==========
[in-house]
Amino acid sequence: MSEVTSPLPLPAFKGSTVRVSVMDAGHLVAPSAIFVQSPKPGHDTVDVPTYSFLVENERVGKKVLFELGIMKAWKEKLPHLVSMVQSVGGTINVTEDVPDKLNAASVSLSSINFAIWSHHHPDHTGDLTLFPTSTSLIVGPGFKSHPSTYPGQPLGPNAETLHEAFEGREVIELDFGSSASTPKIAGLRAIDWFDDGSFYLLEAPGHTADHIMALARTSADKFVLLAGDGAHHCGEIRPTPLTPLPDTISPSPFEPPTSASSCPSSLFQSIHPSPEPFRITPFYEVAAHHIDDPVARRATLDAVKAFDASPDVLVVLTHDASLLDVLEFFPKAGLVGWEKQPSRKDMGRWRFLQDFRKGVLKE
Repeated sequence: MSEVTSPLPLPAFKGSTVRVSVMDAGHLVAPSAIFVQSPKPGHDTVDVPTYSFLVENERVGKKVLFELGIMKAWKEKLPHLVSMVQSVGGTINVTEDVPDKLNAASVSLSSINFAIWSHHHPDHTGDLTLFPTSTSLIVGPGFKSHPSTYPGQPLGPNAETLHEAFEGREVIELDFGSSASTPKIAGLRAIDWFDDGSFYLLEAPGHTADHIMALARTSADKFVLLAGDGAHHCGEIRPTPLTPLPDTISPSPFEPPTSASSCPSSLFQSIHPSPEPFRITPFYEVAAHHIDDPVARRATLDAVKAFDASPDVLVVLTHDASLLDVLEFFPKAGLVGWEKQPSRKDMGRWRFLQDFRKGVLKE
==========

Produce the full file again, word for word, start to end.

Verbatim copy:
[in-house]
Amino acid sequence: MSEVTSPLPLPAFKGSTVRVSVMDAGHLVAPSAIFVQSPKPGHDTVDVPTYSFLVENERVGKKVLFELGIMKAWKEKLPHLVSMVQSVGGTINVTEDVPDKLNAASVSLSSINFAIWSHHHPDHTGDLTLFPTSTSLIVGPGFKSHPSTYPGQPLGPNAETLHEAFEGREVIELDFGSSASTPKIAGLRAIDWFDDGSFYLLEAPGHTADHIMALARTSADKFVLLAGDGAHHCGEIRPTPLTPLPDTISPSPFEPPTSASSCPSSLFQSIHPSPEPFRITPFYEVAAHHIDDPVARRATLDAVKAFDASPDVLVVLTHDASLLDVLEFFPKAGLVGWEKQPSRKDMGRWRFLQDFRKGVLKE
Repeated sequence: MSEVTSPLPLPAFKGSTVRVSVMDAGHLVAPSAIFVQSPKPGHDTVDVPTYSFLVENERVGKKVLFELGIMKAWKEKLPHLVSMVQSVGGTINVTEDVPDKLNAASVSLSSINFAIWSHHHPDHTGDLTLFPTSTSLIVGPGFKSHPSTYPGQPLGPNAETLHEAFEGREVIELDFGSSASTPKIAGLRAIDWFDDGSFYLLEAPGHTADHIMALARTSADKFVLLAGDGAHHCGEIRPTPLTPLPDTISPSPFEPPTSASSCPSSLFQSIHPSPEPFRITPFYEVAAHHIDDPVARRATLDAVKAFDASPDVLVVLTHDASLLDVLEFFPKAGLVGWEKQPSRKDMGRWRFLQDFRKGVLKE